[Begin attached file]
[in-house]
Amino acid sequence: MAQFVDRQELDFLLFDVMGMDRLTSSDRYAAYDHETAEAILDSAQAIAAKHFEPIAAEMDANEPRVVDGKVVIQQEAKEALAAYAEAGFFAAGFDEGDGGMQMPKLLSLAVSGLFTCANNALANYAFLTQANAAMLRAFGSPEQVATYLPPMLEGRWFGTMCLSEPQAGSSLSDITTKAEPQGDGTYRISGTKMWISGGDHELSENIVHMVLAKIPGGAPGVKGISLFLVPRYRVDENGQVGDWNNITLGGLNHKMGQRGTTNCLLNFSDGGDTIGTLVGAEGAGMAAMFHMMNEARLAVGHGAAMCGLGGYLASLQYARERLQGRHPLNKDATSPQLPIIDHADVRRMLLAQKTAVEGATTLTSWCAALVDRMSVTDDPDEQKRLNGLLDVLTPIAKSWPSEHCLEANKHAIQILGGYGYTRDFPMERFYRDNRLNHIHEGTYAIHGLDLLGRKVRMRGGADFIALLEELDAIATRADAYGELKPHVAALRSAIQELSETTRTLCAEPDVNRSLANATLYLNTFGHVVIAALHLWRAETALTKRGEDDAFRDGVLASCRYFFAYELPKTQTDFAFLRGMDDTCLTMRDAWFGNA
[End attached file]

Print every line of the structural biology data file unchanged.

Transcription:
[in-house]
Amino acid sequence: MAQFVDRQELDFLLFDVMGMDRLTSSDRYAAYDHETAEAILDSAQAIAAKHFEPIAAEMDANEPRVVDGKVVIQQEAKEALAAYAEAGFFAAGFDEGDGGMQMPKLLSLAVSGLFTCANNALANYAFLTQANAAMLRAFGSPEQVATYLPPMLEGRWFGTMCLSEPQAGSSLSDITTKAEPQGDGTYRISGTKMWISGGDHELSENIVHMVLAKIPGGAPGVKGISLFLVPRYRVDENGQVGDWNNITLGGLNHKMGQRGTTNCLLNFSDGGDTIGTLVGAEGAGMAAMFHMMNEARLAVGHGAAMCGLGGYLASLQYARERLQGRHPLNKDATSPQLPIIDHADVRRMLLAQKTAVEGATTLTSWCAALVDRMSVTDDPDEQKRLNGLLDVLTPIAKSWPSEHCLEANKHAIQILGGYGYTRDFPMERFYRDNRLNHIHEGTYAIHGLDLLGRKVRMRGGADFIALLEELDAIATRADAYGELKPHVAALRSAIQELSETTRTLCAEPDVNRSLANATLYLNTFGHVVIAALHLWRAETALTKRGEDDAFRDGVLASCRYFFAYELPKTQTDFAFLRGMDDTCLTMRDAWFGNA